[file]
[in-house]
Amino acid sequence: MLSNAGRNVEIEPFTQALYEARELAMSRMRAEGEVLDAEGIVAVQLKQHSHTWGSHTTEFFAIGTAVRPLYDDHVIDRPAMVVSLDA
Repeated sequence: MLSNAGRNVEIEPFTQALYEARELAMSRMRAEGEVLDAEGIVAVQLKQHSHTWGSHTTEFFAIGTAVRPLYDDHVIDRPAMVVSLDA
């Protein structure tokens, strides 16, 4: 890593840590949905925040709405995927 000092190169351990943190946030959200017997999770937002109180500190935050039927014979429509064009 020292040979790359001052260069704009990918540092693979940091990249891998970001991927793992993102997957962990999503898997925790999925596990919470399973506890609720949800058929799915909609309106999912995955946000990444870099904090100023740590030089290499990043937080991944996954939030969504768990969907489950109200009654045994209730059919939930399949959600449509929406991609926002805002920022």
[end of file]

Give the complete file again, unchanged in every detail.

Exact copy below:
[in-house]
Amino acid sequence: MLSNAGRNVEIEPFTQALYEARELAMSRMRAEGEVLDAEGIVAVQLKQHSHTWGSHTTEFFAIGTAVRPLYDDHVIDRPAMVVSLDA
Repeated sequence: MLSNAGRNVEIEPFTQALYEARELAMSRMRAEGEVLDAEGIVAVQLKQHSHTWGSHTTEFFAIGTAVRPLYDDHVIDRPAMVVSLDA
């Protein structure tokens, strides 16, 4: 890593840590949905925040709405995927 000092190169351990943190946030959200017997999770937002109180500190935050039927014979429509064009 020292040979790359001052260069704009990918540092693979940091990249891998970001991927793992993102997957962990999503898997925790999925596990919470399973506890609720949800058929799915909609309106999912995955946000990444870099904090100023740590030089290499990043937080991944996954939030969504768990969907489950109200009654045994209730059919939930399949959600449509929406991609926002805002920022």